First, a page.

Or do you?
You might think you know, but I'll bet you're wrong. Unless you think it's...
VALERY KHARLAMOV DAYS!!!This is when I expect anyone born after 1985 to go, "Um, who?" And you're kind of (totally) justified, since Val died in 1981. If you want to know all about him in that ye-old-bio-and-stats way, I suggest you click here.
Now, the reason it is Valery Kharlamov Days today instead of, say, Petr Sykora Days or Ilya Kovalchuk Days today, is because Kharlamov was THE number 17, kind of the way Maurice Richard was THE number 9 or how Steve Yzerman was THE number 19. Sykora and Kovalchuk wear 17 and Evgeni Malkin wears the reverse (71) to honour Kharlamov. And they do not do so without good reason: Valery Kharlamov is a Russian Hockey Legend. One could even say he is THE Russian Hockey Legend. Heck, he was so popular that my mother remembered knowing who he was during the 1972 Summit Series... (And my mum? Not really a hockey fan, despite growing up in Montreal during the 1970s - what was wrong with her, I will never know...)
Kharlamov began playing professionally with CKSA Moscow in 1967 and was an integral part of the Russian national teams that won Olympic gold in 1972 and 1976. He was also part of the 1980 Olympic team that lost in the gold medal game to the USA "Miracle" team. In his 14-year career, he won three Olympic medals (two gold, one silver), 8 world championships and 11 national championships... Sick. Just sick. Where was Canada??? Oh, right, we were the NHL. Right. Sorry. Back to Val...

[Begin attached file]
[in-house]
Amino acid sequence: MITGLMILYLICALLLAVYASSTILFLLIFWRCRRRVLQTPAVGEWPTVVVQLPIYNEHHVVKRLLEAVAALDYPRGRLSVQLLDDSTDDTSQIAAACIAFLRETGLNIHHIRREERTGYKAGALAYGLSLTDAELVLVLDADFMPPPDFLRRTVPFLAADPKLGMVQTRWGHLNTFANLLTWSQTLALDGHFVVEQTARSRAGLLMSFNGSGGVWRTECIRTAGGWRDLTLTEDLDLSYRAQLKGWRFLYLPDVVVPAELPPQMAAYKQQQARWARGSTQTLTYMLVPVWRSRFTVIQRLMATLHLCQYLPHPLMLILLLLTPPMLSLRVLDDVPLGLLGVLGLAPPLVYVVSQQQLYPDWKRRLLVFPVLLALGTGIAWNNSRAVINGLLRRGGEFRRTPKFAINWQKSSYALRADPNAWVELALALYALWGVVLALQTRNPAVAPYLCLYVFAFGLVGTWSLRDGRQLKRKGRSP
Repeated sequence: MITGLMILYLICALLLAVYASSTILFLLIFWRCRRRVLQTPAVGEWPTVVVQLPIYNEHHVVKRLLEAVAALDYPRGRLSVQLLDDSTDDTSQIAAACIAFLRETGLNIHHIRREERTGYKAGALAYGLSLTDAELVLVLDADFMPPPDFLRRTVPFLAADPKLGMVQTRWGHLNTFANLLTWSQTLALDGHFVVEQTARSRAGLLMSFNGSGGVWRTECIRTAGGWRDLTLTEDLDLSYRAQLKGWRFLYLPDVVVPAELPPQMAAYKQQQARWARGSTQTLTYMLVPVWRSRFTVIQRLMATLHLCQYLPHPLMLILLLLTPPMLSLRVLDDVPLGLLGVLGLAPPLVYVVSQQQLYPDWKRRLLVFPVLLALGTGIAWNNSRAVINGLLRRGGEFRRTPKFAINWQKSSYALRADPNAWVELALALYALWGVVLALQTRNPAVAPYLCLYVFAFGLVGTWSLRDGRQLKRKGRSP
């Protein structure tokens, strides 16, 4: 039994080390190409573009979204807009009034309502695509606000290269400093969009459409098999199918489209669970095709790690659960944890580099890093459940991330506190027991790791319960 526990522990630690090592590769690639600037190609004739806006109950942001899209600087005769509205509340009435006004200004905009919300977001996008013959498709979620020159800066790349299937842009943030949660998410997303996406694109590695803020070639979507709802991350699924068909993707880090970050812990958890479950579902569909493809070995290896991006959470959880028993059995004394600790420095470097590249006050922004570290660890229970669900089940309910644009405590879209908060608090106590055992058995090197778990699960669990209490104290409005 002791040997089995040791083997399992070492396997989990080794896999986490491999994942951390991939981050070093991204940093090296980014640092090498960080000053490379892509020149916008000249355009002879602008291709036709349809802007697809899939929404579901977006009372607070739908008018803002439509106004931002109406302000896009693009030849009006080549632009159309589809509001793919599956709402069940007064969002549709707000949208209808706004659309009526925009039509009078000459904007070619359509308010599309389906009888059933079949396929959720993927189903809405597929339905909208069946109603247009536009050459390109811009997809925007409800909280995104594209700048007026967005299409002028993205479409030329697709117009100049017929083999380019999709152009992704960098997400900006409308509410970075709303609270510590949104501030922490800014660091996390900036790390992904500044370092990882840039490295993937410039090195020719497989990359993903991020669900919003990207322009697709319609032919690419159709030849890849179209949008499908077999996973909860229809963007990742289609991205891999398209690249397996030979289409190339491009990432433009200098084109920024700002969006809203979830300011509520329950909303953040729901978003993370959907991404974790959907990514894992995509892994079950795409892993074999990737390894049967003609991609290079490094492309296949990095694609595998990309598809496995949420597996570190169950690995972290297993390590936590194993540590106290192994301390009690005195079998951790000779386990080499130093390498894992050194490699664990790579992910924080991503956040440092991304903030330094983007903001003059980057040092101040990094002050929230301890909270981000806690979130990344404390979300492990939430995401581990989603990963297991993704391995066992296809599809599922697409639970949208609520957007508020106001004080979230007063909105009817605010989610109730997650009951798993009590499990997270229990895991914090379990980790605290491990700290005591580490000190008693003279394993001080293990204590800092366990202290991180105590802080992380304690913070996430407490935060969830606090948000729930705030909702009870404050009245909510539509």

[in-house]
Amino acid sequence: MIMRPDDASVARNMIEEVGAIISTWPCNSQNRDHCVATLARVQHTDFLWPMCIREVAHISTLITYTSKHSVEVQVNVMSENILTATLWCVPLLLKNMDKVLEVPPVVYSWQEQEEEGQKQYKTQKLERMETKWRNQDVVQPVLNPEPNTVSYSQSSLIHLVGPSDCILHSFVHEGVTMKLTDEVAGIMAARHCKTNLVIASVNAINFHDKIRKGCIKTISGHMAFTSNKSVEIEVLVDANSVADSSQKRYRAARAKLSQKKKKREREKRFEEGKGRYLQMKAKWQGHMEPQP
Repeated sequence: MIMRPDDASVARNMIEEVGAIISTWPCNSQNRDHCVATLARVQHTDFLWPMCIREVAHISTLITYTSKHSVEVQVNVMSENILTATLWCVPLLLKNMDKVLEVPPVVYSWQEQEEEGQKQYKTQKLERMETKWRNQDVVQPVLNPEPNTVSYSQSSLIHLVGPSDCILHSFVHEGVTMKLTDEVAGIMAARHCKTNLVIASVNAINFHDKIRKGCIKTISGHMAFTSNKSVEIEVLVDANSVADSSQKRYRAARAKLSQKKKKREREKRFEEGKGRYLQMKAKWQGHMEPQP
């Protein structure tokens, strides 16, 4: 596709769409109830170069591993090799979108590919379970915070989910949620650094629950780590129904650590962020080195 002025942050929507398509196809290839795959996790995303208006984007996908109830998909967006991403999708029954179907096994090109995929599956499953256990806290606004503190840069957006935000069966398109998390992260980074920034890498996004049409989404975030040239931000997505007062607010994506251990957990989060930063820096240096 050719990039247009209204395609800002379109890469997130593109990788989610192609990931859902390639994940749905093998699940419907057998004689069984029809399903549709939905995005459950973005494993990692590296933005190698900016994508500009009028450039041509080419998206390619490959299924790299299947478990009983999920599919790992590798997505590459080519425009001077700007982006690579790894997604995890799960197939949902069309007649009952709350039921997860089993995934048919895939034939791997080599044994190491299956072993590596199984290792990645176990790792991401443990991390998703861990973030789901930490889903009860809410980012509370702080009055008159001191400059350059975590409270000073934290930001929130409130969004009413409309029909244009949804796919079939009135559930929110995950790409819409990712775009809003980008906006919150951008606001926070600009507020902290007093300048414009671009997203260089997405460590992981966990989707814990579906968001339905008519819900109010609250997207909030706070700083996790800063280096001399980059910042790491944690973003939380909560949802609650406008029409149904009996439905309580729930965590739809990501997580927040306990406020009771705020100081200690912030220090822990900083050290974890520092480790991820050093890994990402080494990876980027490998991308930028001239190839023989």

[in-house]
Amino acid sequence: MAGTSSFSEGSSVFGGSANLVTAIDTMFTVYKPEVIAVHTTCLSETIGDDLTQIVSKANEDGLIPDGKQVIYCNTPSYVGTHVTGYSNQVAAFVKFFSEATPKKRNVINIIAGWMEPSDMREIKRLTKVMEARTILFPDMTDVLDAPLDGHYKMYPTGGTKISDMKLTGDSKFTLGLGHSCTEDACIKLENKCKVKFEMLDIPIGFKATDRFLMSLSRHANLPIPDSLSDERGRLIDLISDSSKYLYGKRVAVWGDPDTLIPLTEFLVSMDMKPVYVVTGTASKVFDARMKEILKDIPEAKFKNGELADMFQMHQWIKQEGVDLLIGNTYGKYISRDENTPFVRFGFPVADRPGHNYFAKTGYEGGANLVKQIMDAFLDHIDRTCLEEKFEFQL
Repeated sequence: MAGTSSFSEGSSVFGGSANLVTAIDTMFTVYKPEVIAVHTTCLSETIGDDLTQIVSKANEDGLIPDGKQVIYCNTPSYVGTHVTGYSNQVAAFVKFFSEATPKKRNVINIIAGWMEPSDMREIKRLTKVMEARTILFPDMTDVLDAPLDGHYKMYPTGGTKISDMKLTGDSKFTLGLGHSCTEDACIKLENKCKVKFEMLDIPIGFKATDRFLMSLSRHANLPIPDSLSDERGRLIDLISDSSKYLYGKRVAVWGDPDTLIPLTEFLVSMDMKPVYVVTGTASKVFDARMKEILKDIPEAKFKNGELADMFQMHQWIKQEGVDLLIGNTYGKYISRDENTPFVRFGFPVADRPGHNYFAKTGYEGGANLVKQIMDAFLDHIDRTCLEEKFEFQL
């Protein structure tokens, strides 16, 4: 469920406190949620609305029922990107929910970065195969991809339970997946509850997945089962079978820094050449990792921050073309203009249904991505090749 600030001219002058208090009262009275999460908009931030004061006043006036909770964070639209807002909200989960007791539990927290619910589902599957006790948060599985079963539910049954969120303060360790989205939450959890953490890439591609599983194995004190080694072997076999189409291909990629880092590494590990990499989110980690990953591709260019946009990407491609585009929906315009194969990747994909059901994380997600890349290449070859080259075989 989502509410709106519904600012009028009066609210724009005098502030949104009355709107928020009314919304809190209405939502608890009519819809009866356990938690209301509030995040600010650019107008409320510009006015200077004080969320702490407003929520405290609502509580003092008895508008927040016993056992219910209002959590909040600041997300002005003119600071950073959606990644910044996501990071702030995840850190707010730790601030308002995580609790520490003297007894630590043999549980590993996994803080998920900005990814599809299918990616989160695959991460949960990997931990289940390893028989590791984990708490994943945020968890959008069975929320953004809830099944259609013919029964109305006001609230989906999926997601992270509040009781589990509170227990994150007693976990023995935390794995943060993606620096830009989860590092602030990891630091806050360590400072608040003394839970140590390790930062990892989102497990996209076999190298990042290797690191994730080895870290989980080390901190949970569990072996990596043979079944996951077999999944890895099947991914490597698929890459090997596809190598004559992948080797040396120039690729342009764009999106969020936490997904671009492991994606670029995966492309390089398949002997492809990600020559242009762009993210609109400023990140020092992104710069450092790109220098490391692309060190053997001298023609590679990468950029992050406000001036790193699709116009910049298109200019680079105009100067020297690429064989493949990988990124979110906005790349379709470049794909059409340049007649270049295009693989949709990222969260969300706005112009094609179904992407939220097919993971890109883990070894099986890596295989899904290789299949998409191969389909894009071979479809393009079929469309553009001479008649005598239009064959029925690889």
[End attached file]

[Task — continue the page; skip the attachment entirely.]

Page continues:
His career was cut tragically short by the fatal car-accident in August of 1981. He was only 33. He is interred in Novokuntsevskoe Cemetery in Moscow. If you're ever, you know, in the area and you want to check it out, I'd love a photo. Seriously.
His legacy lives on on the backs of a handful of NHL jerseys, and in the form of a trophy (the Kharlamov Trophy is award every year to the best Russian NHLer as voted by all Russian players in the NHL) and a division of the KHL.
Even 28 years after his death, Kharlamov remains one of the most recognizable names in Russian hockey. He was post-humously inducted into the IIHF Hall of Fame in 1998, and into the Canadian Hockey Hall of Fame in 2005.
So, with all due respect to my beloved Petr Gunn and the lovely Ilya Kovalchuk:
Happy Valery Kharlamov Days, Everyone!